I am not sure if ‘War Dogs’ will make it to too many Jewish film festivals, but the two lead characters are Jewish or better say one nice Jewish kid (acted by ) and a one Jewish trouble-maker kid (acted by ) who meet about one year after high-school. The bad guy is already in weapons trade and he easily convinces the good guy to become an associate. It’s the Bush-Cheney period, the wars in Iraq and Afghanistan need arms, and the government seems to have privatized at least part of the guns and ammo supply chain and opened it to free competition. A golden business opportunity for many, including the couple of young entrepreneurs who start small, win bigger and bigger contracts, break more and more moral rules, laws and trade restrictions, move into bigger offices and houses, and ask themselves less and less questions about what is right and what is wrong to do in such business.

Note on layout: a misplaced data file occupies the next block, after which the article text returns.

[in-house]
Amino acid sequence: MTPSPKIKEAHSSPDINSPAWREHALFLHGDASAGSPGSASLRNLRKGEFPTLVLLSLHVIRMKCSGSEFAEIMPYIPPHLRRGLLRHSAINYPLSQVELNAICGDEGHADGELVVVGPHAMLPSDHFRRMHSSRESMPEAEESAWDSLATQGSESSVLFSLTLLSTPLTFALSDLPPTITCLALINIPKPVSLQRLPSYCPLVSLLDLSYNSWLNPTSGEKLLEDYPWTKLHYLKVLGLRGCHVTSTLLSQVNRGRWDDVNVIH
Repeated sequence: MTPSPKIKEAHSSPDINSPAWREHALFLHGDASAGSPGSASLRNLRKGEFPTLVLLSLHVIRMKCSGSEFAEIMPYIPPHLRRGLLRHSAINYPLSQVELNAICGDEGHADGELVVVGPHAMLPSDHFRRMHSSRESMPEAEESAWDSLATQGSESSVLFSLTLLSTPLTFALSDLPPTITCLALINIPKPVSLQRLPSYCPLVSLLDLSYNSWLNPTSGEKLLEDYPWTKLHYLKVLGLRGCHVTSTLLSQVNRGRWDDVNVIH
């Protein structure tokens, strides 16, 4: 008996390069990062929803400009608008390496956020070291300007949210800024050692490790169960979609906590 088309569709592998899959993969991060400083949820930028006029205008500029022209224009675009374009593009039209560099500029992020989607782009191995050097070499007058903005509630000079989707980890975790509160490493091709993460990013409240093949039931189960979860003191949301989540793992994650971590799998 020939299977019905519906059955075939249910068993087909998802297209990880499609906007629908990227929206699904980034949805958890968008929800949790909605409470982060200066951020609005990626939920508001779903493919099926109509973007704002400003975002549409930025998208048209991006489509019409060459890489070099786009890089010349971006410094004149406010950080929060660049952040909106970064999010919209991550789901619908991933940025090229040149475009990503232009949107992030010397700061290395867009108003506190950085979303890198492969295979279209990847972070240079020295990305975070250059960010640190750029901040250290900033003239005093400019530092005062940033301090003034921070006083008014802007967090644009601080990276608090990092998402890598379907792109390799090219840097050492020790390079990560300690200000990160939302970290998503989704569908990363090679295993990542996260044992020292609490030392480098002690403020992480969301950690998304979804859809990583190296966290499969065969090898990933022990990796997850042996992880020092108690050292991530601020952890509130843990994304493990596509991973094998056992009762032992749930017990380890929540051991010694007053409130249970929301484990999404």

(video source Movieclips Trailers)


The film is fun to watch. There is no great characters development, the characters are from the start to the end what they seem to be when they show up for the first time, but they are enjoyable, and at least does here his best role on screen to date. also shows up in a small but key supporting role. Story telling has pace and humor, although I could have given up the off-screen story telling which tries to provide the personal and somehow moralizing perspective of the good guy. It seems to be a returning fashion in the American cinema which I frankly dislike. It usually hides lack of skills in setting the contest and telling the story, but it was not the case here.

It’s the final titles before the credits, the one that usually relate the characters on screen with the reality of the ‘true story’ and show the real faces of the ‘heroes’ that we have seen acted on screen, that made me click. So these guys, who sold lethal weapons that caused death in the battlefields of Iraq or Afghanistan, who tricked the government and the individuals fighting for what they believe is a just cause got a few years in jail (one of them) and a suspended sentence (the other one) and they are now selling their story in books and movies? Something is broken in our justice systems if the ‘war dogs’ selling illegal weapons to the conflict areas are not punished. This film is not a masterpiece, but at least it causes to some of us to ask the right questions.